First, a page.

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I have basically just inhaled Libba Bray's new novel, Beauty Queens.

Oh, my God! So good! Loved it like nobody's business. It is the most feminist teen book to ever exist basically.

I have a few issues with the end, in that I hate it when books end with "And then they grew up and got married and had babies!" It's a trend I just do not like. I like it when books let me make up the rest of their lives, you know? I mean, the ending was way better than the Harry Potter and the Hunger Games epilogues, but still. 

Also, I would like for her to include an actual lesbian relationship. She always has a lesbian character and a bisexual character and then the bisexual girl leaves the lesbian for a dude.

Okay, so that's not exactly what happened in the Gemma Doyle series or in Beauty Queens, but its basically what happens. Essentially.

Don't get me wrong, I love what Libba Bray is doing for the LGBT community. She is writing popular YA books with LGBT characters, exposing future generations to the fact that we're around and we're just like everyone else. That's a great message to give to kids. (Especially LGBT kids. I know that the books I read when I was a teenagers did not really have any gay characters. It wasn't in the popular YA fiction and I wasn't about to go look for it because I didn't really understand and didn't want to acknowledge what was going on with me at that specific time of my life. Nick and Norah's Infinite Playlist was the first book I read that had gay characters in it and I read that when I was a senior, when I was in full denial mode.)

As I learned this week, not everyone is going to be happy in how someone shows support to gays. There was a big brouhaha about Glee's Diana Agron wearing a "Likes Girls" t-shirt at the Glee Live! concert. I thought Agron's gesture and subsequent essay on tumblr were really nice. A lot of other people, however, did not.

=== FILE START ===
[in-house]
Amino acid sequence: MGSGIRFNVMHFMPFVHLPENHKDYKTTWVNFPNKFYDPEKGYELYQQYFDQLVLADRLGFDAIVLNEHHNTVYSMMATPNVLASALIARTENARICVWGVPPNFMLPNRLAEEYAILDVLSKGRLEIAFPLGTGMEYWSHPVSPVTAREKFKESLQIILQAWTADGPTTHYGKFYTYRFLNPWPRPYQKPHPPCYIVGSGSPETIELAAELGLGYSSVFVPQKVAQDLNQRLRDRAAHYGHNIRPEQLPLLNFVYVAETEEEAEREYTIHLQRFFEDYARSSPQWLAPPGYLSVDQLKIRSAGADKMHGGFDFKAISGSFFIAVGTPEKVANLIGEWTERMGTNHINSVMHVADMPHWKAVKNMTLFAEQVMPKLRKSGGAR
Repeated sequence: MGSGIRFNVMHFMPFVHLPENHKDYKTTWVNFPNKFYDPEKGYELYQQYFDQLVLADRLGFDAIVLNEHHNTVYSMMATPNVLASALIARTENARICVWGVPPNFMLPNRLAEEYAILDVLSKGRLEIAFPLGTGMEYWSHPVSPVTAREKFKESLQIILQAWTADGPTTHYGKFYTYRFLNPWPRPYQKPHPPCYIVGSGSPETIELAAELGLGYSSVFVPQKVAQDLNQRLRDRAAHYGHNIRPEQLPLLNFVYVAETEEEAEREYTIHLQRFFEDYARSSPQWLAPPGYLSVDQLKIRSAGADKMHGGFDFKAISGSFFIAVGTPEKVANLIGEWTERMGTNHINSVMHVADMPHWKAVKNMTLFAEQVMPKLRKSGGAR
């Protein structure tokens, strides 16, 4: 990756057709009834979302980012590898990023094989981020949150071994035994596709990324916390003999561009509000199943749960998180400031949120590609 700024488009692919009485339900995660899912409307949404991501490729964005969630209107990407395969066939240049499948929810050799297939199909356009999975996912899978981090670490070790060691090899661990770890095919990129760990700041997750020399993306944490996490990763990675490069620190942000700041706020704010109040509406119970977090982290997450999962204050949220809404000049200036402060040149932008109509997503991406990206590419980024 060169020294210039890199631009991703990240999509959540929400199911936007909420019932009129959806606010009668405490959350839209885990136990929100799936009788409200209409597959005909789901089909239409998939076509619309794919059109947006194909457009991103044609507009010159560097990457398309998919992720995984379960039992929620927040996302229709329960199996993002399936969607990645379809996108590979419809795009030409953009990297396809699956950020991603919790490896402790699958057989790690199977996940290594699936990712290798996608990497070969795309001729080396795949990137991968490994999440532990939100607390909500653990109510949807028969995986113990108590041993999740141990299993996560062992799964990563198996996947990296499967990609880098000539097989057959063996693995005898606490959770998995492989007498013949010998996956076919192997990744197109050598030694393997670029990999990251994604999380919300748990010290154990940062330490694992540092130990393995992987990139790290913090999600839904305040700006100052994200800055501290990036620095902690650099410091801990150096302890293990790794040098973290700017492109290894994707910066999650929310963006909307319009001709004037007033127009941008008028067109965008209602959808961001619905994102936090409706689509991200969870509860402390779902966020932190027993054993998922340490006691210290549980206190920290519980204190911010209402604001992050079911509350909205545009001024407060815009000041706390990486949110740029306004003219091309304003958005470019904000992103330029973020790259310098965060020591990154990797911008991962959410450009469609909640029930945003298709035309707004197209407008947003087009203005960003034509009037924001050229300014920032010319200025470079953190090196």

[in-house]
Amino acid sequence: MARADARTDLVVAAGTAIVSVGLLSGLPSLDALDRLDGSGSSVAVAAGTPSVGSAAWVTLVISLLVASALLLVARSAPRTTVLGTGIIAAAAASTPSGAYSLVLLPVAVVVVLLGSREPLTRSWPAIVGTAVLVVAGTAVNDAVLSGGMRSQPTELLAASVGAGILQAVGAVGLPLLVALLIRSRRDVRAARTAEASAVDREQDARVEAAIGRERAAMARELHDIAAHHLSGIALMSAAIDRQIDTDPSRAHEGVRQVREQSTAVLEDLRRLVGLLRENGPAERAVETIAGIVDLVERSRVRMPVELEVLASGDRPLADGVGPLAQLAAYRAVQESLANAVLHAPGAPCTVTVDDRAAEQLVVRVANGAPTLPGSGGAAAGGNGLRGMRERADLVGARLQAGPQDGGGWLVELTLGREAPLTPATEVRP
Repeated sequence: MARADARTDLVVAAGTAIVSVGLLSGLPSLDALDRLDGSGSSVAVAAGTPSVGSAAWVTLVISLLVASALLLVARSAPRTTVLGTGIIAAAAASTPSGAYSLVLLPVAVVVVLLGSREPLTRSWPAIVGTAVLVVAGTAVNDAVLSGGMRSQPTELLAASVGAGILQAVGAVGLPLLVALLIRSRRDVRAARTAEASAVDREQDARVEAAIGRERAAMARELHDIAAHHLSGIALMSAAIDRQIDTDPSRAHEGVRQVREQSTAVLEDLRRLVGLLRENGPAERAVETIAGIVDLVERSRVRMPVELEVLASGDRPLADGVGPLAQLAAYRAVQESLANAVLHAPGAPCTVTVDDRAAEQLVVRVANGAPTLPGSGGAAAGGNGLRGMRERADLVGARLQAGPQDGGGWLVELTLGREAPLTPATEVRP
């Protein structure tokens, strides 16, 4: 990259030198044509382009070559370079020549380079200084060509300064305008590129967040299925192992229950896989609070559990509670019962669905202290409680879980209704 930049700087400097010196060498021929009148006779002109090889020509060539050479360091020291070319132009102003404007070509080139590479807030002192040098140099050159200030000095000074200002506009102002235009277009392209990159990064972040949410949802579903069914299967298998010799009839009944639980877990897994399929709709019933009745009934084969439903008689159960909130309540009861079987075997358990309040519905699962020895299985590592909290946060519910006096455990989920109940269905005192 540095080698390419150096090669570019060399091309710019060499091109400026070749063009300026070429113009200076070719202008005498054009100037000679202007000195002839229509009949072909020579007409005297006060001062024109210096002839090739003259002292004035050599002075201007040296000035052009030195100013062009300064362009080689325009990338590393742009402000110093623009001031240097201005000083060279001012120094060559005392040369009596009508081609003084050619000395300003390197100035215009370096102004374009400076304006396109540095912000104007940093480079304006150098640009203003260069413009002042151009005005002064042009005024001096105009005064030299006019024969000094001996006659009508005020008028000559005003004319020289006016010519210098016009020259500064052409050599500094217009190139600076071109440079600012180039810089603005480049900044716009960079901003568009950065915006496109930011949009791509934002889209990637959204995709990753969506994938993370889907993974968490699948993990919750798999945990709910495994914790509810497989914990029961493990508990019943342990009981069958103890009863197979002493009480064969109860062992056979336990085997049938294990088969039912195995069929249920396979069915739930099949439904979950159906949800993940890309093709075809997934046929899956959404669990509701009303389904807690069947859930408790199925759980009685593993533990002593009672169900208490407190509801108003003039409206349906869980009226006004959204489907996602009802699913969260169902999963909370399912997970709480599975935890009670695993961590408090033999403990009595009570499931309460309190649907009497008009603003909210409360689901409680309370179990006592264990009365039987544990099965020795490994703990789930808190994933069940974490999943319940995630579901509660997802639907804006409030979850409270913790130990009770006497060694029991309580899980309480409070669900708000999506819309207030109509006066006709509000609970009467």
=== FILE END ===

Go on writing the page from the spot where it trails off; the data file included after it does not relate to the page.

Anyway, my point about this tangent is that I appreciate the support that is being given (and I love people for it), but some times the message gets tangled in how others interpret it. That doesn't make the message a bad one and it certainly doesn't make the messenger a terrible person. It's just all about differences of opinion and point-of-view and experience. So, this is not me dissing Libba Bray (I would never. I think she's brilliant!), but its just my opinion.


Also, there is a continuity error on page 229 of the hardback. Tiara tells the pirates that Jennifer is the one who cut her hair, when it was really Petra.

It's just a little, baby error, but it's an error none-the-less.

It actually gives an interesting insight into Libba Bray's writing process. I'm assuming that originally Tiara had the problem with Jennifer being a lesbian and that Petra was added in a later draft.

All in all, I loved the book. Will recommend it to everyone I will ever see ever.


ETA: Poorly organized post is poor. Too lazy to fix it. Let's just call it stream-of-consciousness and think it's brilliant, shall we?

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alicemarie812

July 2011

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